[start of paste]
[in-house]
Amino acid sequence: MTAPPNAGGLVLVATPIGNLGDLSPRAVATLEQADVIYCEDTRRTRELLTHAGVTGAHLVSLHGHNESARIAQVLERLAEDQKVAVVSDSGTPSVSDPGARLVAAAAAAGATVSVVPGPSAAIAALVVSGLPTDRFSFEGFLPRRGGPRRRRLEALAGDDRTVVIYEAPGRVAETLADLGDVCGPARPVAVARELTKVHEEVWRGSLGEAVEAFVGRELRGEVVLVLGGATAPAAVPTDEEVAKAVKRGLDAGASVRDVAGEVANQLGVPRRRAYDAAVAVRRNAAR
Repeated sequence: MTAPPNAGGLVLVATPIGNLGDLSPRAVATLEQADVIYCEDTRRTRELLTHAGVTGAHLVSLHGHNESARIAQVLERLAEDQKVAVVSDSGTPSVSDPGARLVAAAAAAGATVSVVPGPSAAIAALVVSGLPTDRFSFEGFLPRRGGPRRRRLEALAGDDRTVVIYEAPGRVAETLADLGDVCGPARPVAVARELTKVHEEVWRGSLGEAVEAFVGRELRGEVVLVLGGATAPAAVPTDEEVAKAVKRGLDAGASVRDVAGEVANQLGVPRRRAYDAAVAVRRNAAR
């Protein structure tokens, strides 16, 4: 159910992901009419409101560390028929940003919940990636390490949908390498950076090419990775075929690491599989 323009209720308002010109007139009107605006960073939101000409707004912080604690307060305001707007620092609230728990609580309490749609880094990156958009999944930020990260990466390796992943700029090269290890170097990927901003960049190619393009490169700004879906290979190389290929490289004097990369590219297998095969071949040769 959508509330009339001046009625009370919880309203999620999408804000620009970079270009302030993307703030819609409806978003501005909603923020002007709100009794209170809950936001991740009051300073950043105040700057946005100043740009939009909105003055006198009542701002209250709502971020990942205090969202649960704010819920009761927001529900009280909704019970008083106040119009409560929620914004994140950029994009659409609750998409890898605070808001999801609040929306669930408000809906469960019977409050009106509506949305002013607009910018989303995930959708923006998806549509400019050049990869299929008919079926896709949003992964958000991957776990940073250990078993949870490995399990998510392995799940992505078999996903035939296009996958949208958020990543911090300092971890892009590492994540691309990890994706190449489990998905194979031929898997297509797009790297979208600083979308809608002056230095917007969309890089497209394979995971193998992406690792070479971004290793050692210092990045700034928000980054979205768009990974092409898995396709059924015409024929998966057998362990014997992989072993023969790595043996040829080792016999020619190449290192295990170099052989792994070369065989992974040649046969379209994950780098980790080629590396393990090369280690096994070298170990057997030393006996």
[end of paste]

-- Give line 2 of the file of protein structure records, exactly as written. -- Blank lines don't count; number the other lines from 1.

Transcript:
Amino acid sequence: MTAPPNAGGLVLVATPIGNLGDLSPRAVATLEQADVIYCEDTRRTRELLTHAGVTGAHLVSLHGHNESARIAQVLERLAEDQKVAVVSDSGTPSVSDPGARLVAAAAAAGATVSVVPGPSAAIAALVVSGLPTDRFSFEGFLPRRGGPRRRRLEALAGDDRTVVIYEAPGRVAETLADLGDVCGPARPVAVARELTKVHEEVWRGSLGEAVEAFVGRELRGEVVLVLGGATAPAAVPTDEEVAKAVKRGLDAGASVRDVAGEVANQLGVPRRRAYDAAVAVRRNAAR